Abortion Death Subjects Kansas Governor Sebelius to Intense Criticism

State   |   Steven Ertelt   |   Feb 28, 2005   |   9:00AM   |   WASHINGTON, DC

Abortion Death Subjects Kansas Governor Sebelius to Intense Criticism

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by Steven Ertelt
LifeNews.com Editor
February 28, 2005

Topeka, KS (LifeNews.com) — The January death of a woman at a late-term abortion business in Wichita is opening up Kansas Governor Kathleen Sebelius to intense criticism. Pro-life groups say a bill she vetoed in 2003 could have put regulations in place that would possibly have prevented the woman’s death.

On January 13, a woman died after having an abortion at the Wichita Women’s Health Center, run by infamous late-term abortion practitioner George Tiller.

In 2003, the Kansas legislature passed HB 2176, a bill that would have regulated abortion facilities and subjected them to more stringent standards that legitimate surgical medical facilities must meet.

However, Sebelius vetoed the bill and, at the time, claimed "Kansans experience and appreciate some of the highest standards for medical care in the country."

Mary Kay Culp of Kansans for Life contends the bill could have prevented the woman’s death.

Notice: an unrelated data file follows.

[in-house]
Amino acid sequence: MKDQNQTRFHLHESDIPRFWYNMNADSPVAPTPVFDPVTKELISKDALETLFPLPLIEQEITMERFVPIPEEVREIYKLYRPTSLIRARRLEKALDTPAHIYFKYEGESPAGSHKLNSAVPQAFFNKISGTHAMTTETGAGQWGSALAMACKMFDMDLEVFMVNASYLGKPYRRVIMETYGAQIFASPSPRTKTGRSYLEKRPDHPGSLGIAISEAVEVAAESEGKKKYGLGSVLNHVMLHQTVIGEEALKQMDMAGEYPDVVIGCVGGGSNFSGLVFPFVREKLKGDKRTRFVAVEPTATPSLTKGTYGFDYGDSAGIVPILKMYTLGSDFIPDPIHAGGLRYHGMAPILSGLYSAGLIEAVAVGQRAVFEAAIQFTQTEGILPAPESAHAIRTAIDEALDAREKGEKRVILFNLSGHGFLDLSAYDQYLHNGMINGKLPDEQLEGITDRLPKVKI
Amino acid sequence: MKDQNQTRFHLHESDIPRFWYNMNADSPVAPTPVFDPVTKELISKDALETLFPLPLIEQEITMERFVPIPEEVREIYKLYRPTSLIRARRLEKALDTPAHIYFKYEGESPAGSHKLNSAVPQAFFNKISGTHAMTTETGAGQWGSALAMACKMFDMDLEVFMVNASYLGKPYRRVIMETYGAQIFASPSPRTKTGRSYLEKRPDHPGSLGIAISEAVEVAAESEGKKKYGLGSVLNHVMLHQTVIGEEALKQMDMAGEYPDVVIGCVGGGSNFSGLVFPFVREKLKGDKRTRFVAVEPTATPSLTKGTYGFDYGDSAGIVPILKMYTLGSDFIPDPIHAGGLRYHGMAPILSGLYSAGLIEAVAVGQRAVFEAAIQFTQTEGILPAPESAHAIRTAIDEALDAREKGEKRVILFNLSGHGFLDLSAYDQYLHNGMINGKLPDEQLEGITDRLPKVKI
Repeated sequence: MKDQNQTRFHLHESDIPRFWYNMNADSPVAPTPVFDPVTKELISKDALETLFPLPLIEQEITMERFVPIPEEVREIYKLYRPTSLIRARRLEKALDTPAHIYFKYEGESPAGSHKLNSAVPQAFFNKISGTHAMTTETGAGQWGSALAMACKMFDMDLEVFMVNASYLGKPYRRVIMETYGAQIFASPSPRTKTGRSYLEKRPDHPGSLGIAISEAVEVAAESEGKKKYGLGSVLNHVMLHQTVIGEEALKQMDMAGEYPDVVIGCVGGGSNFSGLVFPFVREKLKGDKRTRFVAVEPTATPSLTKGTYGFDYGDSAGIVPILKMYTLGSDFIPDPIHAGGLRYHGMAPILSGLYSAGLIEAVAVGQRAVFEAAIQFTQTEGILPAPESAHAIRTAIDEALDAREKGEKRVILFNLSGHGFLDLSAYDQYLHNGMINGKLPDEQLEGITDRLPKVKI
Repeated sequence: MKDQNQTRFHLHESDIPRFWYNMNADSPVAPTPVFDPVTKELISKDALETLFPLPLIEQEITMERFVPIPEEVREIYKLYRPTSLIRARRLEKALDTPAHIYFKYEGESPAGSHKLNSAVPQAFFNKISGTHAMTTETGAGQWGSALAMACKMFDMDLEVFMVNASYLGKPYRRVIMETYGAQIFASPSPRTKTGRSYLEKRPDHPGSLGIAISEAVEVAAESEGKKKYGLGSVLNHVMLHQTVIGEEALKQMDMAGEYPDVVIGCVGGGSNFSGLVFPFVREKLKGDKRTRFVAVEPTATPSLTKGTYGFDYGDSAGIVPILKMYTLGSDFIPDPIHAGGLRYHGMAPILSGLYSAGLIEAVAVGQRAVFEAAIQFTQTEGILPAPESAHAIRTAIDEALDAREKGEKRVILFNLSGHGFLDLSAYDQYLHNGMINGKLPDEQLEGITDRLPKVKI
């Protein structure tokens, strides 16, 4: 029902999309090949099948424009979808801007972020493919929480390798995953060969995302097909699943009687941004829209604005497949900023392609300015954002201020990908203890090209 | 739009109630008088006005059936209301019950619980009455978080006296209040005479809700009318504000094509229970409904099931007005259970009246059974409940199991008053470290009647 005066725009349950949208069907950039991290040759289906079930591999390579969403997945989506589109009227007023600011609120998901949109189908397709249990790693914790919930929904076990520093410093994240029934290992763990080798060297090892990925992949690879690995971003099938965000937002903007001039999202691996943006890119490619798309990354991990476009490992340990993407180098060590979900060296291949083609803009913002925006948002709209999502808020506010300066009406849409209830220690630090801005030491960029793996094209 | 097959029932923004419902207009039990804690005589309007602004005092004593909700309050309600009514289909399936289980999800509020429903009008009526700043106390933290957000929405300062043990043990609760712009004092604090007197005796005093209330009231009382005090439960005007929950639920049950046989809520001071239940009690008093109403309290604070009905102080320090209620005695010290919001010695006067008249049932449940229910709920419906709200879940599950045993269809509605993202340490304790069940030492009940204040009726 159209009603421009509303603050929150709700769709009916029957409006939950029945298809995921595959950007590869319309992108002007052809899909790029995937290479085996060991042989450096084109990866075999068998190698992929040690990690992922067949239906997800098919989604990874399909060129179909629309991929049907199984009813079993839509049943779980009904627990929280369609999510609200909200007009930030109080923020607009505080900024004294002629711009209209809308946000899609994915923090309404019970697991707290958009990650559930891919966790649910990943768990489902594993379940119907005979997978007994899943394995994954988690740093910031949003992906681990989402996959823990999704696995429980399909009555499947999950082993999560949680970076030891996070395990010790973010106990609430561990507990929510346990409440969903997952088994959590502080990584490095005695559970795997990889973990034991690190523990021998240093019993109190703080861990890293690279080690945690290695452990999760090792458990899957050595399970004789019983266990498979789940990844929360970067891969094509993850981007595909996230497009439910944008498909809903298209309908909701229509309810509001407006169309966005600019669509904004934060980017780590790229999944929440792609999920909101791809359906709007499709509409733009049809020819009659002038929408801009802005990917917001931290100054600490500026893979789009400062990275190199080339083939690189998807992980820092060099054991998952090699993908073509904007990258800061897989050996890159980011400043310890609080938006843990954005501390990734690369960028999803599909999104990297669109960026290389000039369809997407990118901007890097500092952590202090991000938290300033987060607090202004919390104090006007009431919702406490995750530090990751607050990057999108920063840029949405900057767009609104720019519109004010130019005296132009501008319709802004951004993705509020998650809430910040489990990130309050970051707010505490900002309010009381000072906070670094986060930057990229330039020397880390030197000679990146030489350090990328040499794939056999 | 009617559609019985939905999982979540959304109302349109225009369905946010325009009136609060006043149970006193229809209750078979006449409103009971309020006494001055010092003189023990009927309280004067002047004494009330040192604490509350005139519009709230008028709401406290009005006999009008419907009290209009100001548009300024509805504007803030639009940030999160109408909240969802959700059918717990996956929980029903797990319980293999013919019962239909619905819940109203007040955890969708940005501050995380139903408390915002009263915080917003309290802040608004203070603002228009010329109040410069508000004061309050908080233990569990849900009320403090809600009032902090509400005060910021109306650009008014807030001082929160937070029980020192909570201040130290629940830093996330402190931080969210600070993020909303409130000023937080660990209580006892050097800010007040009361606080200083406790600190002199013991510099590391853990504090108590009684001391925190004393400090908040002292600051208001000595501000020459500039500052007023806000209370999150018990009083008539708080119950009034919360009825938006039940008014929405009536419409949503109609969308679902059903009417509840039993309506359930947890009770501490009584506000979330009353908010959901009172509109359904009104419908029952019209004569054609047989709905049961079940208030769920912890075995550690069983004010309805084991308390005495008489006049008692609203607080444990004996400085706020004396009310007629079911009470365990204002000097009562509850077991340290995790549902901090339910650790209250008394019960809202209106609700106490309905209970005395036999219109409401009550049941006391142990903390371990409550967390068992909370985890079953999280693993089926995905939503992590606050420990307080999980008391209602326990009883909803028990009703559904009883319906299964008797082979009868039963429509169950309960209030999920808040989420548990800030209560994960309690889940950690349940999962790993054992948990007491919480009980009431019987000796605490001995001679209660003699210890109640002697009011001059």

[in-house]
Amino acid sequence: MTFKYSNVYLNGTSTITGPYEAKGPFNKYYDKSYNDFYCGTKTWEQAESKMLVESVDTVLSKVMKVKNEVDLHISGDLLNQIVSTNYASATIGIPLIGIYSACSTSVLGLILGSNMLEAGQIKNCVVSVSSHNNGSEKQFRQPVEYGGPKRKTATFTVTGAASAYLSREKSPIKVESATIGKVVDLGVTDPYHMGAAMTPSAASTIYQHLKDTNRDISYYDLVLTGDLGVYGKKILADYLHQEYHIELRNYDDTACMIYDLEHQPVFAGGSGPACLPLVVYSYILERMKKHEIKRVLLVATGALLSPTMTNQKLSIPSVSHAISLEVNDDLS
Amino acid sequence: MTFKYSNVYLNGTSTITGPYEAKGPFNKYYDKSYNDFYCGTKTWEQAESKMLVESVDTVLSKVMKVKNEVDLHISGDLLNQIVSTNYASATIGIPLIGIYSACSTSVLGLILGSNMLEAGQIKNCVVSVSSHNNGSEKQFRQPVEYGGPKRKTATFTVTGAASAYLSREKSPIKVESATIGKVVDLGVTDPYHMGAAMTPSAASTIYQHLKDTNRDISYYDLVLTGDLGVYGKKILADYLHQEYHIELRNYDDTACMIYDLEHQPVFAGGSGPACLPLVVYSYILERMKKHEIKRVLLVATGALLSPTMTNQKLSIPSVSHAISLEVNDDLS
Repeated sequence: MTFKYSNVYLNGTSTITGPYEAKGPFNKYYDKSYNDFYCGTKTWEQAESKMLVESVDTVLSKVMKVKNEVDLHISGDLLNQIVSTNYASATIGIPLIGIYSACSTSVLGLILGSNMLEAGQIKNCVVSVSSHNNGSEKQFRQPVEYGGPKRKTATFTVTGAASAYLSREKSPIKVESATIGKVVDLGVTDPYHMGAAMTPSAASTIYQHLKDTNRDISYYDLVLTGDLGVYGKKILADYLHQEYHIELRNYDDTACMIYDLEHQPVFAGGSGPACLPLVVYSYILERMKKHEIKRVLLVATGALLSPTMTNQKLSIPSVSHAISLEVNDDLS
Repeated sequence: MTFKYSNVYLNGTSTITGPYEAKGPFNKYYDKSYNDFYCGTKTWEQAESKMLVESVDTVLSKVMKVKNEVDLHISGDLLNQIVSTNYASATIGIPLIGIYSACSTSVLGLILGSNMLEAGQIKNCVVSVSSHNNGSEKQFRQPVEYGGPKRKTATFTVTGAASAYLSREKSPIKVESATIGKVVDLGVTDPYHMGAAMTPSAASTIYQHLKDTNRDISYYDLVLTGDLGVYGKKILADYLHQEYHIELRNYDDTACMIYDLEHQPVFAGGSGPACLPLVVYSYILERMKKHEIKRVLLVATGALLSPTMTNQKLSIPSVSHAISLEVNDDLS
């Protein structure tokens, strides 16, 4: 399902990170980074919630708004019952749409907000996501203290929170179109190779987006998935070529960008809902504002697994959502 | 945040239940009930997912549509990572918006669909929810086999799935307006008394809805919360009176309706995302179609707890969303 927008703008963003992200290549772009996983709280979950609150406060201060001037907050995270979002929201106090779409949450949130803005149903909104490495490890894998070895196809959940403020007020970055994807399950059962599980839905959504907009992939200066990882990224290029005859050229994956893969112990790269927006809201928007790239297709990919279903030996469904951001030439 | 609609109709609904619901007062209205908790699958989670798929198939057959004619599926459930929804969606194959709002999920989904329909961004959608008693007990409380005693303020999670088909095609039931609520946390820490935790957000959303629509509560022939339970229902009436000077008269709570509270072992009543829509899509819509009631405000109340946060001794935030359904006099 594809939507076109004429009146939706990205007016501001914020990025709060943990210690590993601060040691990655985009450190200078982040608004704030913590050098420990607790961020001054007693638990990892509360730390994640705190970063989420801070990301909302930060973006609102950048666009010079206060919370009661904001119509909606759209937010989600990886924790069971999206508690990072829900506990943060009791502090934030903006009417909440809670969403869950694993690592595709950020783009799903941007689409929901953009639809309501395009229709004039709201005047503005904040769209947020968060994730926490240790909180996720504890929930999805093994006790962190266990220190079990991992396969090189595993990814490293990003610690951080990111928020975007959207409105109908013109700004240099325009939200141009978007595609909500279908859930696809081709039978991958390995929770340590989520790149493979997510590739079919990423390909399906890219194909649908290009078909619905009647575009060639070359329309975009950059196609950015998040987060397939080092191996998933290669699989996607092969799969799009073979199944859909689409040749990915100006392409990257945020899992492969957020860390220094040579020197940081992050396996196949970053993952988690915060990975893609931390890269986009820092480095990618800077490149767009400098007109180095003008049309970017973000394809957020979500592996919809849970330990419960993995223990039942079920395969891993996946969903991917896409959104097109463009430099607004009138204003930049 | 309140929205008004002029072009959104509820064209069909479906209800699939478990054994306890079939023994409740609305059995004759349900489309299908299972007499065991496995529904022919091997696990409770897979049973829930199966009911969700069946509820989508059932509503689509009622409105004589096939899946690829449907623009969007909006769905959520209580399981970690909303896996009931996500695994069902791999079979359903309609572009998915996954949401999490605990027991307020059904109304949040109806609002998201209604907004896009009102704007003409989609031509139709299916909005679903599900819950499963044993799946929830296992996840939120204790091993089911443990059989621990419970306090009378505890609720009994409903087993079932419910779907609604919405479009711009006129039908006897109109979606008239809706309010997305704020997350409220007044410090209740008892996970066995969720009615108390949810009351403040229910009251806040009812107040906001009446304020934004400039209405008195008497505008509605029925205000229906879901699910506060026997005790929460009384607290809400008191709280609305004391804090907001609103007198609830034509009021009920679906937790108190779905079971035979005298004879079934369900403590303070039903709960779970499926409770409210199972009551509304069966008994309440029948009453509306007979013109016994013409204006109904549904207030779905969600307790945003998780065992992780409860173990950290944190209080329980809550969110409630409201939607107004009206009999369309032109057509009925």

"[W]e believe the Abortion Clinic Licensing bill could have mitigated or prevented the recent death of a woman in a Wichita abortion clinic," Culp said.

Culp indicated the bill would have required Tiller to report numerous cases of transporting women from his abortion business to a local hospital over the last year, including the January death and an apparent second death of a woman earlier this month.

Sebelius appears to acknowledge that the legislation could have made an impact.

She has asked the Kansas Board of Healing Arts to investigate the January abortion death. In a memo to the agency, she asked for the BOHA’s "determination of whether H.B. 2176, passed by the 2003 legislature would have in any way mitigated or prevented the patient’s death."

Culp says Sebelius’ concern about women’s health and safety at Kansas abortion facilities is too late in coming.

"Governor Sebelius’ veto ignored the legislature’s informed recognition of the desperate need for effective regulation of Kansas abortion clinics, and for that she should be held accountable," Culp explained.

Part of Sebelius’ reason for vetoing the bill may have had to do with politics.

Culp’s group points out that Tiller’s Pro Kan Do Political Action Committee and his abortion business donated more than $20,000 to her campaigns between 1994 and 2002. In 2003, Tiller lobbied strongly against passage of the abortion facility regulation bill.

"Kathleen Sebelius is protecting the abortion industry and her donors, not women," Culp concluded.

Related web sites:
Kansans for Life – https://www.kfl.org